00:09 GMT +315 October 2019
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    India Loses Communication With Its Moon Lander Vikram During Descent

    © AP Photo / Aijaz Rahi
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    The historic Lunar mission Chandrayaan-2 was to make Indian the fourth nation to land on the moon, following Russia, the United States and China.

    The signal from the Indian Vikram lander was lost on Thursday, Indian Space Research Organization reported. The landing craft performed as planned up to the altitude of 2.1 kilometres from the surface. "Data is being analysed," Chairman K Sivan told said at the agency's tracking centre in Bengaluru.

    ​Indian Prime Minister Narendra Modi, who was in Russia for the Eastern Economic Forum summit and the India-Russia Annual Summit, came to Bengaluru to witness the historic event from Indian Space Research Organization’s Telemetry, Tracking and Command Network.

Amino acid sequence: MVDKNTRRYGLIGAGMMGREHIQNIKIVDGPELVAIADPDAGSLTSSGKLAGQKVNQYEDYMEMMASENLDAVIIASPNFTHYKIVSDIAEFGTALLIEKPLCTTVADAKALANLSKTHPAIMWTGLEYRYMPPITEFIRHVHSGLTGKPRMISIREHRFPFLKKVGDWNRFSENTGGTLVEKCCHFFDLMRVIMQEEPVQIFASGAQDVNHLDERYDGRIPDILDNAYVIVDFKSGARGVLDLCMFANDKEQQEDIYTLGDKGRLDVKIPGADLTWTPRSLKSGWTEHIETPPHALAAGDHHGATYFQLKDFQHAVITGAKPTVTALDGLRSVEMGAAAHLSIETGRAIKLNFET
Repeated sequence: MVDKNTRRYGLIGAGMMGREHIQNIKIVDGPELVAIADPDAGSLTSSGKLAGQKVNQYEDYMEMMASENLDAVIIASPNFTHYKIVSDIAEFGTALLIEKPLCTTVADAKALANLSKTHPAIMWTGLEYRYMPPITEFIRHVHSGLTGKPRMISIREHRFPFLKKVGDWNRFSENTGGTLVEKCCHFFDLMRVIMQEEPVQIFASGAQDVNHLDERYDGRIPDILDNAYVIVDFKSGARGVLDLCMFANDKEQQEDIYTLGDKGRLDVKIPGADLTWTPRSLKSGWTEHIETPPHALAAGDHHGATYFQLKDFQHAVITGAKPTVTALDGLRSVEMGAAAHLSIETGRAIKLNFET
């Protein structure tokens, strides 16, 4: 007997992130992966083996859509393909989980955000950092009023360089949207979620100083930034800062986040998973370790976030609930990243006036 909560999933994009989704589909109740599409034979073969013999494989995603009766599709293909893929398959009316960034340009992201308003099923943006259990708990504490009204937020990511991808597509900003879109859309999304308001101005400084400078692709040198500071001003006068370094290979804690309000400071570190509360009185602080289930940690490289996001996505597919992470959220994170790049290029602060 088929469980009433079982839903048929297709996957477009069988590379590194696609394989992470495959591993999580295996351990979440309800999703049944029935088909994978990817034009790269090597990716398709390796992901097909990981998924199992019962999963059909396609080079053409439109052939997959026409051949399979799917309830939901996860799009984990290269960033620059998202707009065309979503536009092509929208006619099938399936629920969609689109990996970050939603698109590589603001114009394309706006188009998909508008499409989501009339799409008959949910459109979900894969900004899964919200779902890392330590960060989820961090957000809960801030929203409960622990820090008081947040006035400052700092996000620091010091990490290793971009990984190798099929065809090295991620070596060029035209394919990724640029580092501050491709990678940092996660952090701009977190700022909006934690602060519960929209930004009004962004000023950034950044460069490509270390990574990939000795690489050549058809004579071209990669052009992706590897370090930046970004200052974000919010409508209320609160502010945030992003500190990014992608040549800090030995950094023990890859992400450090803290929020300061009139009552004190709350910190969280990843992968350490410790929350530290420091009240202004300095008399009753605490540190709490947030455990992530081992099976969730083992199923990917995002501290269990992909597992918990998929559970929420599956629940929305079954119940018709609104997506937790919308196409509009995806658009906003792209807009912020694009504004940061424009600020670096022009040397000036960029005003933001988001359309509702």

After the incident, Modi took to Twitter to say that the scientists "given their best and have always made India proud". "We remain hopeful and will continue working hard on our space programme," he added.

    ​Chandrayaan-2, with all its domestically-made payloads, began its voyage on 22 July from ISRO’s spaceport on the eastern sea coast of Sriharikota in Andhra Pradesh. After an initial hiccup, it crossed all hurdles seamlessly, though ISRO Chairman Dr. K. Sivan had described the descent would give them “15 terrifying moments”.

    On Monday, the Indian Space Research Organisation carried out an operation of delinking the lander and the Orbiter. The lander was put on a separate orbit identical to the Orbiter passing over the lunar poles at a distance of roughly 100 kilometres from its surface.

    The lander began its descent from 0100 - 0200 hrs IST and had to land in several minutes, however, some thirty minutes after the ISRO reported it lost the contact with the lander.

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